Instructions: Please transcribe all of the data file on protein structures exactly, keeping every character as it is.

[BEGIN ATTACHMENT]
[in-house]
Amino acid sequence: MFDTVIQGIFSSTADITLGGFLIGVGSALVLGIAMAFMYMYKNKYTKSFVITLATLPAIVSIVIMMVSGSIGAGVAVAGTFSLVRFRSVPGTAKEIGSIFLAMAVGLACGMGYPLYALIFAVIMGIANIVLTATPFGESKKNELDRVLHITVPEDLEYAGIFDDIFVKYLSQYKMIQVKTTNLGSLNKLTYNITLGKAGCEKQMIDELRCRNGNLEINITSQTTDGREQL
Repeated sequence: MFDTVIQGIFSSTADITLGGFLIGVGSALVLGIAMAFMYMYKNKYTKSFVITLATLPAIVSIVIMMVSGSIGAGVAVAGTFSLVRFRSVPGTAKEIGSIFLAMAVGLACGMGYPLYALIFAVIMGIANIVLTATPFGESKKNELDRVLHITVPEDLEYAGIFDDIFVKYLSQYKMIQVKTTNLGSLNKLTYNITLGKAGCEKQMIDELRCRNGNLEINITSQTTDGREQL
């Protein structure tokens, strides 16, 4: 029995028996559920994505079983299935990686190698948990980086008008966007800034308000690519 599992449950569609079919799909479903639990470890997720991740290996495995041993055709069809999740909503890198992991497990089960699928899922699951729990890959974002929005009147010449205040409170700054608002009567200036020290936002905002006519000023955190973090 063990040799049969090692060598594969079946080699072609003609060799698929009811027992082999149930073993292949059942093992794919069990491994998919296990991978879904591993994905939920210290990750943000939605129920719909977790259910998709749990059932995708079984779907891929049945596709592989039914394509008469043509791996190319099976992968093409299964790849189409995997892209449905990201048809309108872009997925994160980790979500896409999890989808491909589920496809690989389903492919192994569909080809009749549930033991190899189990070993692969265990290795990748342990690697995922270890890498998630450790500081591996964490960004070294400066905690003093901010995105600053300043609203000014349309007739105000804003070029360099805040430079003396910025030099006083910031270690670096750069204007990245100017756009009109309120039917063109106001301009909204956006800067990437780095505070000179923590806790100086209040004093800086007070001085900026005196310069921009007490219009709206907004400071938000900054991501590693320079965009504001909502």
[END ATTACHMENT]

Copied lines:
[in-house]
Amino acid sequence: MFDTVIQGIFSSTADITLGGFLIGVGSALVLGIAMAFMYMYKNKYTKSFVITLATLPAIVSIVIMMVSGSIGAGVAVAGTFSLVRFRSVPGTAKEIGSIFLAMAVGLACGMGYPLYALIFAVIMGIANIVLTATPFGESKKNELDRVLHITVPEDLEYAGIFDDIFVKYLSQYKMIQVKTTNLGSLNKLTYNITLGKAGCEKQMIDELRCRNGNLEINITSQTTDGREQL
Repeated sequence: MFDTVIQGIFSSTADITLGGFLIGVGSALVLGIAMAFMYMYKNKYTKSFVITLATLPAIVSIVIMMVSGSIGAGVAVAGTFSLVRFRSVPGTAKEIGSIFLAMAVGLACGMGYPLYALIFAVIMGIANIVLTATPFGESKKNELDRVLHITVPEDLEYAGIFDDIFVKYLSQYKMIQVKTTNLGSLNKLTYNITLGKAGCEKQMIDELRCRNGNLEINITSQTTDGREQL
């Protein structure tokens, strides 16, 4: 029995028996559920994505079983299935990686190698948990980086008008966007800034308000690519 599992449950569609079919799909479903639990470890997720991740290996495995041993055709069809999740909503890198992991497990089960699928899922699951729990890959974002929005009147010449205040409170700054608002009567200036020290936002905002006519000023955190973090 063990040799049969090692060598594969079946080699072609003609060799698929009811027992082999149930073993292949059942093992794919069990491994998919296990991978879904591993994905939920210290990750943000939605129920719909977790259910998709749990059932995708079984779907891929049945596709592989039914394509008469043509791996190319099976992968093409299964790849189409995997892209449905990201048809309108872009997925994160980790979500896409999890989808491909589920496809690989389903492919192994569909080809009749549930033991190899189990070993692969265990290795990748342990690697995922270890890498998630450790500081591996964490960004070294400066905690003093901010995105600053300043609203000014349309007739105000804003070029360099805040430079003396910025030099006083910031270690670096750069204007990245100017756009009109309120039917063109106001301009909204956006800067990437780095505070000179923590806790100086209040004093800086007070001085900026005196310069921009007490219009709206907004400071938000900054991501590693320079965009504001909502």